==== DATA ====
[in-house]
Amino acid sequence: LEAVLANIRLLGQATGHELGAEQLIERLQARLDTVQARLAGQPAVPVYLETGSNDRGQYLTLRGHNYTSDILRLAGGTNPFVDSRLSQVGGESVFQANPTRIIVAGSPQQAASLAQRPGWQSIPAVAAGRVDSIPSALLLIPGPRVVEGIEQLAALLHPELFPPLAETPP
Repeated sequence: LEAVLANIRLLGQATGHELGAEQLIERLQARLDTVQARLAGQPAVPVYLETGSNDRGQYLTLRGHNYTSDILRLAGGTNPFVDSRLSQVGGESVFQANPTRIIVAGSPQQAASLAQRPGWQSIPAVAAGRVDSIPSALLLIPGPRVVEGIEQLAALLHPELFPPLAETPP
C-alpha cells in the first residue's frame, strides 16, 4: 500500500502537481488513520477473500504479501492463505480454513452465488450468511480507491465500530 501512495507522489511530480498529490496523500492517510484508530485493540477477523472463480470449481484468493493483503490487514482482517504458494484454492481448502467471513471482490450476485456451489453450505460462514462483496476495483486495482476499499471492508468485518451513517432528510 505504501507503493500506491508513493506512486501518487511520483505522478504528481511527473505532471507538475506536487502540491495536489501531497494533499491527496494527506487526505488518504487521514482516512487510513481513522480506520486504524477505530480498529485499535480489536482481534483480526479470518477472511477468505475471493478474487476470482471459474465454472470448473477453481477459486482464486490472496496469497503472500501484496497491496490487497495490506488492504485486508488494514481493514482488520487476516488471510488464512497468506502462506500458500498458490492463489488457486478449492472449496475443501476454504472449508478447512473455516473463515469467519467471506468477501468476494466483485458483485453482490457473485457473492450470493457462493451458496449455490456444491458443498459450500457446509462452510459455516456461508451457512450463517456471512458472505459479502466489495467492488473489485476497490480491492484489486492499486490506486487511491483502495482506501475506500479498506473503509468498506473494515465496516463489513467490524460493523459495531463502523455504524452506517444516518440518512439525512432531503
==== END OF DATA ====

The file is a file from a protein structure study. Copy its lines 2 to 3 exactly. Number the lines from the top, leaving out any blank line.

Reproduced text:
Amino acid sequence: LEAVLANIRLLGQATGHELGAEQLIERLQARLDTVQARLAGQPAVPVYLETGSNDRGQYLTLRGHNYTSDILRLAGGTNPFVDSRLSQVGGESVFQANPTRIIVAGSPQQAASLAQRPGWQSIPAVAAGRVDSIPSALLLIPGPRVVEGIEQLAALLHPELFPPLAETPP
Repeated sequence: LEAVLANIRLLGQATGHELGAEQLIERLQARLDTVQARLAGQPAVPVYLETGSNDRGQYLTLRGHNYTSDILRLAGGTNPFVDSRLSQVGGESVFQANPTRIIVAGSPQQAASLAQRPGWQSIPAVAAGRVDSIPSALLLIPGPRVVEGIEQLAALLHPELFPPLAETPP